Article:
Chapter 6: Male Labour Market Mobility and Income and Employment Security in Europe
Ruud Muffels and Ruud Luijkx 6.1 INTRODUCTION AND PURPOSE OF THE STUDY The aim of this chapter is to examine the empirical relationship between flexibility, indicated by the extent of male labour market mobility, and income and employment security in 14 EU countries.1 In the framework of the European policy debate on this relationship, the notion of ‘flexicurity’ has gained momentum and departs from the idea that policies might be shaped so as to create a mutually supporting relationship or a synergy between flexibility and employment security (EC, 2007a). In the introductory chapter of this book the contours were already sketched of the current debate and analysis in academic as well as policy circles in Europe on this ‘flexicurity’ issue. The notion of flexicurity also fits nicely to the normative dimension of the Transitional Labour Market approach promoting a shift from classical ‘make work pay’ policies to ‘make transitions pay’ policies (Schmid, 2002, 2006). The aim of such ‘activating labour market policies’ is to promote employment security (but not necessarily with the same employer) instead of job security (see De Gier and Van den Berg, 2005). In this empirical chapter we focus again on this relationship and build forth on previous studies (see Muffels and Luijkx, 2005, 2006, 2008). We now extend the analyses and broaden our definition of security. With respect to the latter we add the dimension of income security instead of focusing on employment security only. As before we restrict ourselves to male workers because female labour...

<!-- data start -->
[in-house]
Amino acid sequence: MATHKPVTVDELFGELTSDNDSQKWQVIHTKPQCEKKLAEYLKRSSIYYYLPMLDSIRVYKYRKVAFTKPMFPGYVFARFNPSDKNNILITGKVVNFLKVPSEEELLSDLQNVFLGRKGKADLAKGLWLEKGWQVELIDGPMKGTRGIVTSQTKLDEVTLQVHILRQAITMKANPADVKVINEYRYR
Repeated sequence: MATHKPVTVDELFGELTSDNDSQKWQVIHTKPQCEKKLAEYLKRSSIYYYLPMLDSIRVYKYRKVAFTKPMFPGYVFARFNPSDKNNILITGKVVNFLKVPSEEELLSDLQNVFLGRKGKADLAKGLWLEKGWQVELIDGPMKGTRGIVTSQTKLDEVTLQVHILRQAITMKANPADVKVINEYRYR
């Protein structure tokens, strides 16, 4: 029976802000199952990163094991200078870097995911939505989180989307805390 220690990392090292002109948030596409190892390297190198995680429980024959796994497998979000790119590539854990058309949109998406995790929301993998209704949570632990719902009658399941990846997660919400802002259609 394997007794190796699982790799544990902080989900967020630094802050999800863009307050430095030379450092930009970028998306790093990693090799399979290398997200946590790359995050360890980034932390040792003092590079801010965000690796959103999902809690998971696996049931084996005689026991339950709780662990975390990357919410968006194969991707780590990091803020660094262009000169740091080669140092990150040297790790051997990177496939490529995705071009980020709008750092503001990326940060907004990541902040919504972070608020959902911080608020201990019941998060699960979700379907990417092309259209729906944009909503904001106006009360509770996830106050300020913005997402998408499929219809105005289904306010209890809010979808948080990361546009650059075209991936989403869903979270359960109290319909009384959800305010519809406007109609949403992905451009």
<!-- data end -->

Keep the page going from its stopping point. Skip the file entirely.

You are not authenticated to view the full text of this chapter or article.
Elgaronline requires a subscription or purchase to access the full text of books or journals. Please login through your library system or with your personal username and password on the homepage.
Non-subscribers can freely search the site, view abstracts/ extracts and download selected front matter and introductory chapters for personal use.
Your library may not have purchased all subject areas. If you are authenticated and think you should have access to this title, please contact your librarian.